Keys to Becoming a Great Technical Artist: Pt. 5

Photo courtesy of richard-g.

Photo courtesy of richard-g.

This has been one of the longest series I’ve written, but the feedback has been good, so we’ll keep going. So far, we’ve been covering characteristics or attributes of what makes a great technical artist; Situational Awareness, People Skills, Troubleshooting Skills and Musical Ability or Passion. Today we add one more.

Characteristic Five: A Passion for Excellence

People define excellence in different ways, and many confuse it with perfection. Shooting for perfection is tough, since we’ll most often be disappointed. However, excellence can be achieved, regardless of the quality of your equipment. I consider excellence doing the absolute best you can with what you have available. Thus excellence will mean different things to different people in different situations. 

We get ourselves into trouble when we visit the giga church down the street, look at their production and come home defeated because we can’t possibly replicate that experience with our outdated and broken down gear. And that’s true, we can’t. However, we can still strive to continually improve our skills, our production and out teams. We can work within the limits of our equipment, utilizing it to the fullest extent. We can endeavor to create a seamless atmosphere of worship that is the proper embodiment of our congregation.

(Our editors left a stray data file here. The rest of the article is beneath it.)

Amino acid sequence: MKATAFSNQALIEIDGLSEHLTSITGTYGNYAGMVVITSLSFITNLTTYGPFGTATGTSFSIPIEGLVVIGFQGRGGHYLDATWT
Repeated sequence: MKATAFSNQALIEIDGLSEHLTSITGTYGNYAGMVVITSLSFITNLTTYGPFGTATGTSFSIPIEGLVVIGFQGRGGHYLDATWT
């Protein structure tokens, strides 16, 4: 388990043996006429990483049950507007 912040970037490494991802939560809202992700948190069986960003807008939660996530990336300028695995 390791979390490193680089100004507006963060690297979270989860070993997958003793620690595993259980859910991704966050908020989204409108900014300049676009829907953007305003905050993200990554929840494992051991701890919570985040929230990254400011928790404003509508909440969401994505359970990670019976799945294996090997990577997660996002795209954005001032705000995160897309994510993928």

A great technical artist will have a passion for doing things well. He or she will always be learning, growing, increasing their skill level so that each weekend is just a little better than the last. He or she will encourage their team to grow as well, stretching their skills and providing them the greatest opportunity to succeed. 

Some might think that excellence is expensive, but it’s not. Excellence is an attitude not a budget. I’ve worked to develop an environment of excellence in churches where my total annual production was less than my current supplies budget. In that smaller church, we took a somewhat defeated, half-hearted technical ministry and made it excellent, not by spending money but by changing the goals and raising the bar. Sure we had to fix some things, we bought some new equipment and updated some settings. But most of the transformation was attitudinal, not hardware. 

A great technical artist is not satisfied with the status quo, and can see things the way they should be. It may take relentless campaigning on your part to get there, but no one ever said being great was easy. The best technical artists I know are not content with the way things are. They are constantly looking for a better way to do something, a new skill or another way to challenge their team to get to the next level. They are motivated not from a fear of loosing their job, but internally, by a deep desire to continually get better at their craft.

And make no mistake; what we do is a craft. It’s something that needs to be honed, nurtured and grown. Not just anyone can do this; those that choose to have to put in the hard time to become great. 

Next time we’ll wrap up the series with the characteristic that you probably thought was going to be first. I know I said there was no order, but perhaps I was wrong…

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